Then on her 6th birthday, Saoirse steals a seashell flute from Ben's room. When she plays it, something is awakened...and that something leads the girl into the ocean. Here we learn Saoirse isn't exactly human. She's a selkie, a mythological being that is part girl, part seal. Her father finds her washed up on the shore, wrapped in a magical fur coat and clutching the seashell flute.

For the children's protection, their father sends them to live with their strict grandmother in a distant city. A city as far from the seaside as one can get. Wanting to get back home to his beloved dog, who was left behind in the move, Ben runs away...and Saoirse follows. 

Not long after, the children are kidnapped by a mysterious trio and taken to a secret cave. Here they learn the truth: A terrible Owl Witch has been turning the world's magical creatures to stone, and only the selkie's song can restore everything to as it should be. Problem is, Saoirse is mute. She can't even speak, let alone sing.

Time is running out, and the children must rescue the world of magic before it's too late--for magic and for Saoirse.

What follows is an epic adventure about family, love, and self-discovery. Ben and Saoirse learn to work together and, in doing so, learn to care about each other and become a family. Each also learns things about themself they never believed they were capable of.

Song of the Sea is gorgeous film. It's full of unique mythology (unique as in not Greek/Percy Jackson mythology), and the quest, full of narrow escapes, will keep you wondering until the end. The animation isn't as complex or detailed as that of a Disney film, but it's beautiful in its simplicity. It's a movie worth watching. --AJB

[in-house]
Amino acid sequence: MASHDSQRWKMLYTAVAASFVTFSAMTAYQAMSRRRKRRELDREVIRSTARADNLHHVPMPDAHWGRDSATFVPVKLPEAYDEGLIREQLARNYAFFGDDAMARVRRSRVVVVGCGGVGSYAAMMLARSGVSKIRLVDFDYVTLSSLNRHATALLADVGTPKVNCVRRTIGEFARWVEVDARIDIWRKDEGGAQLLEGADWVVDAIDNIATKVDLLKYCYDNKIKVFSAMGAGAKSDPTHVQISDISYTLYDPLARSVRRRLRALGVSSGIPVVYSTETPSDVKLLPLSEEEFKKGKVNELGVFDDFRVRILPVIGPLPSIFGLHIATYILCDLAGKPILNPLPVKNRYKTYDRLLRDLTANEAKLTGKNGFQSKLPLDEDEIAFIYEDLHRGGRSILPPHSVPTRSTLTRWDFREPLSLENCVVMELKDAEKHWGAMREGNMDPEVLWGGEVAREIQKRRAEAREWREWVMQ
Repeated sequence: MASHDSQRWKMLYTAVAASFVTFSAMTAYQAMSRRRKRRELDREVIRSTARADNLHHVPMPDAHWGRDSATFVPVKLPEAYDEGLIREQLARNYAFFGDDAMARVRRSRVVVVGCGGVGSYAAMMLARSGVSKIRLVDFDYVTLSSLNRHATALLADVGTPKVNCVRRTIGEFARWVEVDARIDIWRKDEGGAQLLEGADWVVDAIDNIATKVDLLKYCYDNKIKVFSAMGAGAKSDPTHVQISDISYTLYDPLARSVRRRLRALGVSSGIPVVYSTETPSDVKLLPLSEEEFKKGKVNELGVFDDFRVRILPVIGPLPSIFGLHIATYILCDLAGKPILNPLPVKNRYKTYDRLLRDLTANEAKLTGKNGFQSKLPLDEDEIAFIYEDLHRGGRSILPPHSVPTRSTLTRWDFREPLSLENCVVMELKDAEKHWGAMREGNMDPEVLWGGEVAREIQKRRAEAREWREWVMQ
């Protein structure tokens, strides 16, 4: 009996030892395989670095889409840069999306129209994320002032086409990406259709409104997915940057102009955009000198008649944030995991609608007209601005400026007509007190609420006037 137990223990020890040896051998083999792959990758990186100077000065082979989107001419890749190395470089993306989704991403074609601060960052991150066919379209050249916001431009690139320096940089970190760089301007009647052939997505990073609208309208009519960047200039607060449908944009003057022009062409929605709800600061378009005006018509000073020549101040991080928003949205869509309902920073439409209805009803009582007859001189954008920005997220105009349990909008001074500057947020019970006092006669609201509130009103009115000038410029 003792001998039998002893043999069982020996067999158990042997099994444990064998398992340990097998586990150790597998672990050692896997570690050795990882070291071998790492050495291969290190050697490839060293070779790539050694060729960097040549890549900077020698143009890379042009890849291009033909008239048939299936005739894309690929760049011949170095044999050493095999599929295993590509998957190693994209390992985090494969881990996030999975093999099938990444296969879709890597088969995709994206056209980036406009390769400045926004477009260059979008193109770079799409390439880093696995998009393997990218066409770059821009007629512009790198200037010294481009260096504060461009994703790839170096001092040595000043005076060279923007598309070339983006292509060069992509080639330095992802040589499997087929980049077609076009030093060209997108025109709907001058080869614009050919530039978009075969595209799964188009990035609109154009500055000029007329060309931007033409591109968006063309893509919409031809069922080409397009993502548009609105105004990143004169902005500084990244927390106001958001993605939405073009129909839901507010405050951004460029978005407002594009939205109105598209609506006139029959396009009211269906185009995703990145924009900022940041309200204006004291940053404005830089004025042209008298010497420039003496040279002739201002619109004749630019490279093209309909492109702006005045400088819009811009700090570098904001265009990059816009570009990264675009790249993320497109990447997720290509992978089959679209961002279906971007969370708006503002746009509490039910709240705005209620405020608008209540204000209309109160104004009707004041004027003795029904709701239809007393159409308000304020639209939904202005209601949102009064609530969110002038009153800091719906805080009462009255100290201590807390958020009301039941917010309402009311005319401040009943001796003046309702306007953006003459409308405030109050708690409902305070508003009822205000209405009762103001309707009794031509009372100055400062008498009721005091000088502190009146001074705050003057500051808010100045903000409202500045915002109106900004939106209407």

Thursday, March 19, 2015

Like Manadrin by Kirsten Hubbard

Grace Carpenter is the ultimate "Good Girl," but she has secretly idolized the wild, free-spirited Mandarin Ramsey since she was 6 years old.  Now at 14, Grace is paired with Mandarin, 17, for a school assignment. Grace is thrilled with this arrangement. Mandarin adopts Grace and brings the younger girl into her exciting world of secret parties, skinny-dipping, and plans to someday run away to California. At first, Grace is thrilled. But then she begins to see a dark and destructive side to her new friend. Mandarin seems like she's on a one-way collision course with a tragic ending. And it no one can save her. Not even Grace.

Kirsten Hubbard's Like Mandarin reminded me a lot of John Green's books. Particularly Looking for Alaska, where a previously sheltered teen is charmed by a wild classmate and drawn into her world--only to have things end badly. The character of Mandarin reminded me a lot of Alaska. Both girls are from broken homes, both had a tragic childhood, and both are spontaneous, bad-girl types destined for an unhappy ending.